In the 1980s, efforts were initiated to link more complex pest and crop models. This type of integrated modeling approach has increased our understanding of complex pest-crop systems, especially in studies where physically based modeling was combined with detailed experimental work. Rapid advancements in computer hardware and software technology has helped advance the decision-making process significantly, building on research to generate the social, economic, and biological knowledge needed to improve IPM strategies, including the development of interactive computer systems that use simulation models, databases, and decision algorithms in an integrated fashion (e.g., the Decision Support System for Agrotechnology Transfer (DSSAT) project). Considerable progress has been made over the past few decades toward integrating dynamic agroecosystem crop models with components simulating pest effects on crop growth and development at the physiological level. The integration procedure for pest-crop modeling uses the concept of potential damage mechanisms, typically introduced by quantitative equations coupling a pest variable (e.g., population number and location) to a crop variable (e.g., photosynthesis, biomass, and leaf area). Several generic damage mechanisms have been identified in the literature including competition for resources, tissue and assimilate consumption, reduction in plant density, effects on photosynthetic reactions and respiration, reduction of assimilation rate, etc. Crop models used to link effects of pests include MACROS and SUCROS for wheat, PEANUTGRO and SOYGRO for peanuts and soybeans, and CERES-Rice and ORYZA1 for rice. Another approach for linking pest-crop models is to run a population dynamics model in conjunction with a crop model, that is, the pest population model is used to quantify pest dynamics in a summarized form for subsequent input into the crop model. In many studies, however, empirical pest levels (i.e., quantitative information on pest dynamics derived from observed data) were directly introduced into the crop simulation.
A recent example of a physically based modeling approach for calculating pest-induced yield losses is the InfoCrop model. InfoCrop is a dynamic simulation model for the assessment of crop yields, losses due to pests, and environmental impact assessment in tropical agroecosystems. It provides integrated assessment of the effect of weather, soil, crop type and variety, pests, and management on crop growth and yield, as well as on soil nitrogen and organic carbon dynamics. Its general structure (relating to basic crop growth and yield processes) is based on several earlier models, primarily the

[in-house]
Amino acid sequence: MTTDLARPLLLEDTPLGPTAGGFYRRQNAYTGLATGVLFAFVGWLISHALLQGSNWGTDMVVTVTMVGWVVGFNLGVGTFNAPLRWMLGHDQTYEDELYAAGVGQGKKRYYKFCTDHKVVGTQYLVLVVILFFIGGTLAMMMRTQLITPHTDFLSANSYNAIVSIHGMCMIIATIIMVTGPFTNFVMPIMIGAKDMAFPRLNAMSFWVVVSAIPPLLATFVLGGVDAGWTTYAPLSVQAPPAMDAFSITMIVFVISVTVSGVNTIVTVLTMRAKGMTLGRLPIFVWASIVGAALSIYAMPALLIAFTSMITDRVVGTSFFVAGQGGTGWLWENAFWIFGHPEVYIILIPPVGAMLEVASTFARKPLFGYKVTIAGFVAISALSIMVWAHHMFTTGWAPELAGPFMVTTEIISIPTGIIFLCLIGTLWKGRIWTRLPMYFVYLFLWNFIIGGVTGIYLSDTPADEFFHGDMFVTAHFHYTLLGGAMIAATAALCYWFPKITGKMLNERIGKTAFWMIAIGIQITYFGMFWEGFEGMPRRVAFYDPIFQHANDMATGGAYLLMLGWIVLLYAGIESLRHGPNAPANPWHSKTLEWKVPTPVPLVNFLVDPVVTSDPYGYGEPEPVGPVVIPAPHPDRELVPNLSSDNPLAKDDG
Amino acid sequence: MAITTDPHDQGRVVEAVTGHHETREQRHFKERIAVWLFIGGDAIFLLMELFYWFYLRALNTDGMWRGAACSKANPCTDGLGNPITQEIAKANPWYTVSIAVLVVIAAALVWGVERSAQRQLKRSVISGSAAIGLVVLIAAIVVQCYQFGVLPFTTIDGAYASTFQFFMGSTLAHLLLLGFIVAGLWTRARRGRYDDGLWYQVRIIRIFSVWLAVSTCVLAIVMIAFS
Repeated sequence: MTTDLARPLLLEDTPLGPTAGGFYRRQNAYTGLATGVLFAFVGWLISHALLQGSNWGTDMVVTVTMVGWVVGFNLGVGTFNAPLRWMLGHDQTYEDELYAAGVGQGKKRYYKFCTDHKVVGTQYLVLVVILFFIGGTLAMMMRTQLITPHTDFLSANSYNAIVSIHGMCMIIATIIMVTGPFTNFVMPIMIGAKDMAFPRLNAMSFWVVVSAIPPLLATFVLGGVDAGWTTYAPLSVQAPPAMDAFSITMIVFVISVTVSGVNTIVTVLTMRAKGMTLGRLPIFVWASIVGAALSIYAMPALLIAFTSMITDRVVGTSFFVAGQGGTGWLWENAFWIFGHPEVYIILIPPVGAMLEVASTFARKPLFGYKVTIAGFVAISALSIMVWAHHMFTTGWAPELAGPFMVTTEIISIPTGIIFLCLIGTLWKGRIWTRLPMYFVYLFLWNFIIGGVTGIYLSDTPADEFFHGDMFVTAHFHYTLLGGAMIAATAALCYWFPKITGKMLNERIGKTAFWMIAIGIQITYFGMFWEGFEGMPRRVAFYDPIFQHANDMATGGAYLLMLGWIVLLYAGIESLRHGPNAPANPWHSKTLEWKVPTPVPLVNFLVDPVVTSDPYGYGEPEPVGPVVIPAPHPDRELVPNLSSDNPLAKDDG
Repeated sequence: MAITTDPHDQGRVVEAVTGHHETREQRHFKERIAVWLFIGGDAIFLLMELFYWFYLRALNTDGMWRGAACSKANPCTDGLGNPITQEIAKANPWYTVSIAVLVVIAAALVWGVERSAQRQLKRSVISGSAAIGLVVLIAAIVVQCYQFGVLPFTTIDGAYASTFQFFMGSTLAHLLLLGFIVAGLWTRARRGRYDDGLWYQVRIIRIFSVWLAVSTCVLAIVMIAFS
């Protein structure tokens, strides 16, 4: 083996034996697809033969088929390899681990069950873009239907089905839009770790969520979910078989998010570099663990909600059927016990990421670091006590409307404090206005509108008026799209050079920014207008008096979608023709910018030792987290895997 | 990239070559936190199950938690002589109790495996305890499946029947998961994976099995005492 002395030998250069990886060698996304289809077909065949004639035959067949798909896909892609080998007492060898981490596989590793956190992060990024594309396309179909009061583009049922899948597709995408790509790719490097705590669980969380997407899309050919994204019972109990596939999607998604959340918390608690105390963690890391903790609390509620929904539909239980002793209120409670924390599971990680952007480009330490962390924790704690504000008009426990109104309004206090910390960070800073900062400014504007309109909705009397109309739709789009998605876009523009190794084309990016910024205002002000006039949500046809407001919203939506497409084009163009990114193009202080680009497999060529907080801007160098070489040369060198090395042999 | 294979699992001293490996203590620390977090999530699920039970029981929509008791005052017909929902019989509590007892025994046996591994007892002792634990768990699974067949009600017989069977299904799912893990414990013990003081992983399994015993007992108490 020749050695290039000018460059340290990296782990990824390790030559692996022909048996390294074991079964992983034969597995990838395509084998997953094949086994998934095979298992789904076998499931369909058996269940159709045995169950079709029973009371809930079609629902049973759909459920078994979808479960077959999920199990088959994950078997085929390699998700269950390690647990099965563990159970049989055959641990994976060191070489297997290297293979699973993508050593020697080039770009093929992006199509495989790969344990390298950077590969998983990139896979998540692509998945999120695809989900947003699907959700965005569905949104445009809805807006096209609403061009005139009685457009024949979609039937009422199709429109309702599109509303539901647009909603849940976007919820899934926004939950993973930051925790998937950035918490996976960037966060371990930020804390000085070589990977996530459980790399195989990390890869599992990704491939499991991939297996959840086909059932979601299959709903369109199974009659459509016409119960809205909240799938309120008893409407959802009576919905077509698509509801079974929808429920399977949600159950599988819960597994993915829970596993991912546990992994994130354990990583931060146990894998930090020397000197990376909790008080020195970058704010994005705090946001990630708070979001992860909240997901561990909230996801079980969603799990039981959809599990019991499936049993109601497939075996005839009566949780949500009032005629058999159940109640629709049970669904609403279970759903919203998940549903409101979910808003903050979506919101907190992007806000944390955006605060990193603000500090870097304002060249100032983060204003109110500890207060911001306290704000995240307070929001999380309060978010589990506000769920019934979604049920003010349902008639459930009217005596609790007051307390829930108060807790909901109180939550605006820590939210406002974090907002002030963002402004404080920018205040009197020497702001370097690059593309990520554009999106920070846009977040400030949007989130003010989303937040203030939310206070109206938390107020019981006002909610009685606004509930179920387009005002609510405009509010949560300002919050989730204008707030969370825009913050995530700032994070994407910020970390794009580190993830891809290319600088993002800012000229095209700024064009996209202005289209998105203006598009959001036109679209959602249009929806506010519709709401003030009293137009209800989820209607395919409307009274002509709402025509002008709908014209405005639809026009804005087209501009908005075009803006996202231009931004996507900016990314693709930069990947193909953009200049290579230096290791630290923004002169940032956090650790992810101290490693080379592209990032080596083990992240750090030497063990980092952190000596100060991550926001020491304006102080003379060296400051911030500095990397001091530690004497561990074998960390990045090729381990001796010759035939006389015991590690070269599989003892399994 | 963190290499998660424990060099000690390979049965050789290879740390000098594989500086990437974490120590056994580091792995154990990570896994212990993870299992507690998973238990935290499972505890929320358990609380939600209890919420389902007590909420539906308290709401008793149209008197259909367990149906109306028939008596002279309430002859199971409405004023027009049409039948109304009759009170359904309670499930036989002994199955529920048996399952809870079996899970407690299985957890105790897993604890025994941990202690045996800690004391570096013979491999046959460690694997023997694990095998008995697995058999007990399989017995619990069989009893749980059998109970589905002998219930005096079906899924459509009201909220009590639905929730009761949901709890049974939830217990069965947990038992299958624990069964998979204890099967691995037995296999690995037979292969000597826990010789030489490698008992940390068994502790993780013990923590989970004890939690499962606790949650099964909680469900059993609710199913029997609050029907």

SUCROS series. InfoCrop mechanistically assesses crop loss using a three-step approach evaluating pest incidence, pest damage mechanisms, and crop yield. The model does not simulate pest population dynamics; therefore, pest incidence has to be provided as an input as described above. Specific damage mechanisms considered by InfoCrop include reduction in germination and plant stand, competition for resources such as radiation and nutrients, reduction in assimilation rate, assimilate and tissue reduction, and impeded plant water and nutrient uptake. As described above, these damage mechanisms are coupled at the specific process level to the crop growth model in order to quantify losses due to pests. InfoCrop was used to simulate the effect of Russian wheat aphid (Diuraphis noxia Mordvilko) damage on winter wheat at Fort Collins and Akron, Colorado. Observed and simulated yield reductions in four experiments over a period of 2 years were found to be closely related (r = 0.85). InfoCrop was also used to simulate the loss of rice and wheat dry matter and grain yield due to pests in multiple field experiments conducted at the experimental farm of the Indian Agricultural Research Institute, New Delhi, India. The model did a very good job simulating dry matter loss due to pests for both rice and wheat; results were somewhat poorer for simulated loss in grain yield.
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